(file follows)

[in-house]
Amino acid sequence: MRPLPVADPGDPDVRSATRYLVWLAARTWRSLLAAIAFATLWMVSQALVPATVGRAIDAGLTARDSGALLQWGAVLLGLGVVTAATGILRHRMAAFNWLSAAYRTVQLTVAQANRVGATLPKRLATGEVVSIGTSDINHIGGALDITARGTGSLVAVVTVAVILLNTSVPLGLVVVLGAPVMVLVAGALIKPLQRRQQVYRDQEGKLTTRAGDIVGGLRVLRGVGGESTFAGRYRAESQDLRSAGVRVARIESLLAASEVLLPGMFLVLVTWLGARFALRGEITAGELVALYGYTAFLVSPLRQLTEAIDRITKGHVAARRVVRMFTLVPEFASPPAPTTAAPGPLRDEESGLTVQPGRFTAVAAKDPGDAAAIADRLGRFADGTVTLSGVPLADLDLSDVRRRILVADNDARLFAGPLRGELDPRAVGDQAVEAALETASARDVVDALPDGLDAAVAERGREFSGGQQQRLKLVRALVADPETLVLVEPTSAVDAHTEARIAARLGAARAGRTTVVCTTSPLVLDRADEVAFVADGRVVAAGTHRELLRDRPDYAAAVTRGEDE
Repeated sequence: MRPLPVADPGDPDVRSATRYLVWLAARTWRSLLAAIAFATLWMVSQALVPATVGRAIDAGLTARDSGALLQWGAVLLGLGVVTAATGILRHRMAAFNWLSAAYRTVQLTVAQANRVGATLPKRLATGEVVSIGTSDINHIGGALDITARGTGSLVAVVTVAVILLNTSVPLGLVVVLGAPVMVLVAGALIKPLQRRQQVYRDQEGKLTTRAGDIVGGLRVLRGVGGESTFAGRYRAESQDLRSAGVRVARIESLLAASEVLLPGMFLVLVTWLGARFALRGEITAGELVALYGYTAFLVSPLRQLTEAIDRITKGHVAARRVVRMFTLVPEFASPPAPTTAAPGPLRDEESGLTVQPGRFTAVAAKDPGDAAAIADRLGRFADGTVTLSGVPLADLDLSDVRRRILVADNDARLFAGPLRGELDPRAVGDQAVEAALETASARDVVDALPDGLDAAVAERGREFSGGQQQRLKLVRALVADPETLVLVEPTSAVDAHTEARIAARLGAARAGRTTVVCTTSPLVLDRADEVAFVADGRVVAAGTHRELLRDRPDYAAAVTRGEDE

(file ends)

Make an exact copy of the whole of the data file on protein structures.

[in-house]
Amino acid sequence: MRPLPVADPGDPDVRSATRYLVWLAARTWRSLLAAIAFATLWMVSQALVPATVGRAIDAGLTARDSGALLQWGAVLLGLGVVTAATGILRHRMAAFNWLSAAYRTVQLTVAQANRVGATLPKRLATGEVVSIGTSDINHIGGALDITARGTGSLVAVVTVAVILLNTSVPLGLVVVLGAPVMVLVAGALIKPLQRRQQVYRDQEGKLTTRAGDIVGGLRVLRGVGGESTFAGRYRAESQDLRSAGVRVARIESLLAASEVLLPGMFLVLVTWLGARFALRGEITAGELVALYGYTAFLVSPLRQLTEAIDRITKGHVAARRVVRMFTLVPEFASPPAPTTAAPGPLRDEESGLTVQPGRFTAVAAKDPGDAAAIADRLGRFADGTVTLSGVPLADLDLSDVRRRILVADNDARLFAGPLRGELDPRAVGDQAVEAALETASARDVVDALPDGLDAAVAERGREFSGGQQQRLKLVRALVADPETLVLVEPTSAVDAHTEARIAARLGAARAGRTTVVCTTSPLVLDRADEVAFVADGRVVAAGTHRELLRDRPDYAAAVTRGEDE
Repeated sequence: MRPLPVADPGDPDVRSATRYLVWLAARTWRSLLAAIAFATLWMVSQALVPATVGRAIDAGLTARDSGALLQWGAVLLGLGVVTAATGILRHRMAAFNWLSAAYRTVQLTVAQANRVGATLPKRLATGEVVSIGTSDINHIGGALDITARGTGSLVAVVTVAVILLNTSVPLGLVVVLGAPVMVLVAGALIKPLQRRQQVYRDQEGKLTTRAGDIVGGLRVLRGVGGESTFAGRYRAESQDLRSAGVRVARIESLLAASEVLLPGMFLVLVTWLGARFALRGEITAGELVALYGYTAFLVSPLRQLTEAIDRITKGHVAARRVVRMFTLVPEFASPPAPTTAAPGPLRDEESGLTVQPGRFTAVAAKDPGDAAAIADRLGRFADGTVTLSGVPLADLDLSDVRRRILVADNDARLFAGPLRGELDPRAVGDQAVEAALETASARDVVDALPDGLDAAVAERGREFSGGQQQRLKLVRALVADPETLVLVEPTSAVDAHTEARIAARLGAARAGRTTVVCTTSPLVLDRADEVAFVADGRVVAAGTHRELLRDRPDYAAAVTRGEDE